Over the last decade or more, the world’s fastest-growing businesses have fallen into one of two groups:

  1. They create and/or distribute digital products and services using digital channels (think social media platforms and streaming and online banking services)
  2. They create and/or distribute physical products and services using digital channels (think Amazon, Tesla, and Airbnb)

So it’s no surprise that nearly 75% of 110 CEOs surveyed said they are “undergoing or preparing for digital transformation” in their organizations. But as these executive-led digital transformation initiatives work their way down through an organization, another buzzword is also working its way up: modernization.

What’s the difference? While these two terms are being used interchangeably in some cases, they couldn’t be more different, using different methods and tools to deliver significantly different business outcomes. Let’s break them both down in turn.

Digital transformation in theory and practice

Digital transformation relies on digital technologies to dramatically improve how your organization meets the changing needs of your customers, pursues new markets, adapts to market conditions, or improves process efficiencies.

Netflix is a clear example of digital transformation at work. The company took advantage of the widespread adoption of broadband wireless networks to shift away from sending physical DVDs to subscribers in the mail and towards on-demand streaming of content at nearly the same audio and video quality as the physical DVD could offer.

Their goal was the same: delivering entertainment to customers. But how it met the market need was digitally transformed, creating a far superior customer experience along with a more efficient and cost-effective distribution model for Netflix.

The banking industry is another example. When was the last time you stood in line at a branch to deposit a physical check? That same action has been entirely replaced by the ability to take a photo of the check and texting it to your bank for a timely deposit.

Any bank that still required its customers to queue in-person to make a deposit would quickly find itself out of business in a growing universe of fintech startups, challenger banks, neobanks, and more.

The how of digital transformation

Digital transformation fundamentally re-imagines an organization’s core business model, target markets, go-to-market approaches, and/or internal processes in an effort to deliver sustainable breakthrough results like profitable growth and increased market share or capitalization.

However, it’s difficult to work on your business and identify and successfully execute digital transformation opportunities when you’re consumed by working in your business and meeting the daily needs of your customers.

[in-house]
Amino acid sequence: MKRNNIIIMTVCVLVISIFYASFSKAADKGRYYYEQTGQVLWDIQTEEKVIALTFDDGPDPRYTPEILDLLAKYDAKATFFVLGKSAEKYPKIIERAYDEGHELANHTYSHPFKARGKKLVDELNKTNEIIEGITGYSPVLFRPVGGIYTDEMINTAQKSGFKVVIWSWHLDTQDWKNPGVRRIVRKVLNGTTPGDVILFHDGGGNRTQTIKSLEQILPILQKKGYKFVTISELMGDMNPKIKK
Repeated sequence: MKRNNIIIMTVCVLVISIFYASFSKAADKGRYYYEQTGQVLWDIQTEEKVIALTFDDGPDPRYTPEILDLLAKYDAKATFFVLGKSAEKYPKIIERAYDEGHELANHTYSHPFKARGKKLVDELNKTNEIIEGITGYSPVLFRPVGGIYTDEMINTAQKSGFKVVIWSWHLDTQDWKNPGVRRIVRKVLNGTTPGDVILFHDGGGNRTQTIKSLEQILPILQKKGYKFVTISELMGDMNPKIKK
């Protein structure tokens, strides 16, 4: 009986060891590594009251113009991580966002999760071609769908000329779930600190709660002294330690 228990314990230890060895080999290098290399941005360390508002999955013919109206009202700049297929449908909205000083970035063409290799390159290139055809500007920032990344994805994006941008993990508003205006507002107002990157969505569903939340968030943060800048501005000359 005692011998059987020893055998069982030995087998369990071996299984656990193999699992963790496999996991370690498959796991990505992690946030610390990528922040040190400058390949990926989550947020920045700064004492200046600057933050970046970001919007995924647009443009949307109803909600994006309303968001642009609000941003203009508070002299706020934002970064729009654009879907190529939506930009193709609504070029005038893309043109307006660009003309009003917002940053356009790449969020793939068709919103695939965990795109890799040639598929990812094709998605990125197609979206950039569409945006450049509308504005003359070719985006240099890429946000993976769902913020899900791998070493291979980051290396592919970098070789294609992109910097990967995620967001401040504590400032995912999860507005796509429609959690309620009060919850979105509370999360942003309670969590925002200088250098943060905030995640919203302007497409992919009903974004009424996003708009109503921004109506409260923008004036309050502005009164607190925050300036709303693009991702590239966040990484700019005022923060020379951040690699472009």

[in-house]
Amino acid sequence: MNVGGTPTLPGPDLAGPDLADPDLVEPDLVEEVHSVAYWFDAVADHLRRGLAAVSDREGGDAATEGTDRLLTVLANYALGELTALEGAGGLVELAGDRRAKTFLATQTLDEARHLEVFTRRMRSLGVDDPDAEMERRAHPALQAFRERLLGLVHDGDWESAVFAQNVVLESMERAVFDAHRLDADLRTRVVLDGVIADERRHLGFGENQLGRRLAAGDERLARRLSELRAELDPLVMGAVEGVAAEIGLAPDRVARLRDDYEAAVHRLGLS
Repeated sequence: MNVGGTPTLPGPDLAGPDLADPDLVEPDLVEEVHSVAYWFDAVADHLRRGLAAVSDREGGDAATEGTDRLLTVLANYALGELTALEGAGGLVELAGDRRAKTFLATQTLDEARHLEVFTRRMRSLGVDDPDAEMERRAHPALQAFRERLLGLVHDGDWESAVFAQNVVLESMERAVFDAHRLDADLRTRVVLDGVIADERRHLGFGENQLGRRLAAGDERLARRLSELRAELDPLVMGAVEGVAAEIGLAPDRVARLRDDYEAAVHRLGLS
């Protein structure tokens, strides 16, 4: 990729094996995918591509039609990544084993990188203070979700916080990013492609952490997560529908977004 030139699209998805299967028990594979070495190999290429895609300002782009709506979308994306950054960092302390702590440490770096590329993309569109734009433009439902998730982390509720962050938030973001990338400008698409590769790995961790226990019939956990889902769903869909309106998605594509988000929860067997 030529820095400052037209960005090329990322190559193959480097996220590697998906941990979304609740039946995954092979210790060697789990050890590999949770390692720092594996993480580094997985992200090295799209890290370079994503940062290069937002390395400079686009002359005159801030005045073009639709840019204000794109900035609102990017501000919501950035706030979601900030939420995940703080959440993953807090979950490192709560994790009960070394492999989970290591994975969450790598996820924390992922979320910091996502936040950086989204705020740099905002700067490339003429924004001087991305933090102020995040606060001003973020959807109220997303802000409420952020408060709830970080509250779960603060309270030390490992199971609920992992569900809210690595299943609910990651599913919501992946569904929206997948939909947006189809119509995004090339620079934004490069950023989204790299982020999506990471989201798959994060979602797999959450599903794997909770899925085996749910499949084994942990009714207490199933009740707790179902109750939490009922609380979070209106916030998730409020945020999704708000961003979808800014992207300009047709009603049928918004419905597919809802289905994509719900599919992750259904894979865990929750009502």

Which is why many enterprises partner with trusted digital transformation advisors like Persistent Systems, who offer:

  • Deep vertical experience transforming complex processes
  • Consulting and solutions expertise to define the transformation opportunity properly
  • The global development horsepower and scale needed to bring those transformations to life for large-scale, complex transformation initiatives

Here’s how we lay the foundation for a successful digital transformation:

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Modernization in theory and practice

Modernization, on the other hand, is all about applying the latest technologies, methodologies, and models—including cloud, agile, automation, and containerization—to an organization’s legacy IT infrastructure, architecture, and products to maximize resiliency, efficiency, agility, and speed.

It’s easy to see why the two terms might be used interchangeably, but there’s a key difference.
While modernization shares some of the key benefits of digital transformation, the key difference lies in the span of influence within the enterprise.

Modernization enhances the performance of existing products and systems without changing the business operating model, while digital transformation fundamentally improves the business operating model itself.

Here are a few of the most common drivers of modernization from our perspective:

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The how of modernization

Businesses that engage Persistent Systems for modernization initiatives leverage the same capabilities as digital transformation partners but with a focused approach crafted to maximize the benefits of modernization, built around four key pillars:

Digital transformation and modernization are similar-sounding approaches with similar-sounding benefits to similar sounding problems. Both can deliver streamlined processes, new efficiencies, and automated productivity.

However, digital transformation is about driving the evolution and creation of new business models, while modernization is focused on preparing your infrastructure, technology, and products to succeed in a fast-changing, digitally driven world.  

To learn how Persistent Systems can put 30+ years of business acceleration and transformation experience to successfully transform or modernize your business, visit our Digital Transformation, Product Modernization and IT Modernization web pages.